Around 73% of consumers shop on more than one channel, a survey has found

Around 73% of consumers shop on more than one channel, a survey has found

Lean supply chains built on securing the best quality, the lowest price, and the shortest lead time are out of kilter with the demands of onmichannel, where agility is key.

"The customer is what our industry has embraced over, the last few years," Kevin Townend, non-executive director of Advanced Supply Chain, the UK based provider of supply chain and logistics services, told delegates at the Association of Suppliers to the British Clothing Industry (ASBCI) conference 'The Digital Revolution – virtually taking over fashion' in Leeds last week.

"Omni-channel is very much a new type of soft supply chain. Over the last 15 years it's been on a lean methodology. Get the best quality, get the lowest price, and the shortest lead time. All of these things have developed a lean supply chain that can service bricks and mortar, e-commerce and multi-channel outlets," he explains.

But the marketplace is changing dramatically. Global marketplaces like Amazon, eBay and Alibaba, are expected to own almost 40% of the online retail market by 2020.

A study of 46,000 shoppers carried out last year by Harvard Business Review found 73% shopped on more than one channel, with only 7% shopping online-only, and 20% in-store only. It also found that when shoppers did research online in advance, they spent 13% more in-store, proving that more channels equals more revenue.

In the face of this, how can a retailer succeed and what is the failure of going omni-channel? "The success is agility and unfortunately agility is not built into the lean supply chain model," Townend explains.

"We try to eliminate waste. We have long-term sustainable relationships. We measure output of productivity, we put standardisation into the way we work and we have logistics plans that are fixed and stable.

"Unfortunately this doesn't work for omni-channel because you have to be agile. It's customers and markets that are important. You have to be fluid in the way you build partnerships and you have to measure capabilities. You have to focus on operator self management but have the compliance systems and visibility to make sure it is being done."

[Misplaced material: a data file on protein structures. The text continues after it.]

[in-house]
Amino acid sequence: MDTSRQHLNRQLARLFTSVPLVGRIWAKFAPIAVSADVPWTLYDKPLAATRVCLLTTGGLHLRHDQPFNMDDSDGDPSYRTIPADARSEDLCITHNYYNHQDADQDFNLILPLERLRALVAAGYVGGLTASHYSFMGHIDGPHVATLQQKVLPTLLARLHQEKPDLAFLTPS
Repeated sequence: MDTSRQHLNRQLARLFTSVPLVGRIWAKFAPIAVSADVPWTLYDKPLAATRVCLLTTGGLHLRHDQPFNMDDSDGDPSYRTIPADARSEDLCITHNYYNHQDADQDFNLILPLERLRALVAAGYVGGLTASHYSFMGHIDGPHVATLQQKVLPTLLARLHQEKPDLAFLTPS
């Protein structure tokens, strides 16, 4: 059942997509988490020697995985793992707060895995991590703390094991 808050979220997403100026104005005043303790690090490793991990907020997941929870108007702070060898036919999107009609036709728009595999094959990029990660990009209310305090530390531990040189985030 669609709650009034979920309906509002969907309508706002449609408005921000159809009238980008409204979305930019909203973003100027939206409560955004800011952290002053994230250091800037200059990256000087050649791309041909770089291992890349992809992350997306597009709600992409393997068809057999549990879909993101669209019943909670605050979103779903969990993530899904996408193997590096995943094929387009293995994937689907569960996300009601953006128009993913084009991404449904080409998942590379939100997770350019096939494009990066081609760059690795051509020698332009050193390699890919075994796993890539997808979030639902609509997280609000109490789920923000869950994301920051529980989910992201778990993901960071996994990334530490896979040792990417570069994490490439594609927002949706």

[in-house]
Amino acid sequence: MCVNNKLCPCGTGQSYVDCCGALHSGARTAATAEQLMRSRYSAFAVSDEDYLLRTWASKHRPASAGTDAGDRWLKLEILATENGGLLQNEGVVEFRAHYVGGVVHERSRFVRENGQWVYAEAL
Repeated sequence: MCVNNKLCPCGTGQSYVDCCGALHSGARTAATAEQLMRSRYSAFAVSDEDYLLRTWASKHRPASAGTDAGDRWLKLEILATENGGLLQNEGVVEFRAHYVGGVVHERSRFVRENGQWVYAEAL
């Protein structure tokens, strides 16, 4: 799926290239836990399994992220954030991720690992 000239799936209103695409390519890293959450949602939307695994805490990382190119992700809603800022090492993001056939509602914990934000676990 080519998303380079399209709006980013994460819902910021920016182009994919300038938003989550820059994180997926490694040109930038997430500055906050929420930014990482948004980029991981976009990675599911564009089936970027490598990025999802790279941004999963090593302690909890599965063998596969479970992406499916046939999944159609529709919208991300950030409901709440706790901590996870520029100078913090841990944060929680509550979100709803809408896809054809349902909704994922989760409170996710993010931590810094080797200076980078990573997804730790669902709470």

The see-now-buy-now mentality is instantaneous, and as Townend explains, the supply chain channels for bricks and mortar are different to those for omni-channel.

"Some of the problems that companies like Asos and even Amazon have, is that they go to the origin manufacturers, they ship product back, they process it to make it compliant, and then they send it back to various markets around the world. Why not send it from the origin to your markets? We believe if you do that at origin you could save up to 90 pence per item – a phenomenal saving."

The key to achieving an agile supply chain, Townend explains, is orchestration: Having the technology and systems in place to move products through the supply chain seamlessly, while still being in control at the origin.

The rewards for achieving this, he says, are substantial, such as the chance to exploit growing markets.

Top 10 middle class consuming countries in 2020

1. India US$12.8 trillion 6. Russia US$1.4 trillion
2. China US$10 trillion7. Germany US$1.3 trillion
3. USA US$4 trillion8. Brazil US$1.2 trillion
4. Indonesia US$2.5 trillion9. Mexico US$1.2 trillion
5. Japan US$2.3 trillion10. France US$1.1 trillion

Source: Advanced Supply Chain

"These are phenomenal figures," Townend says. "But what do these actually mean to the fashion industry? There is a massive opportunity to tap into these massive marketplaces. Never has the opportunity for our industry been so great. And it's all technology based."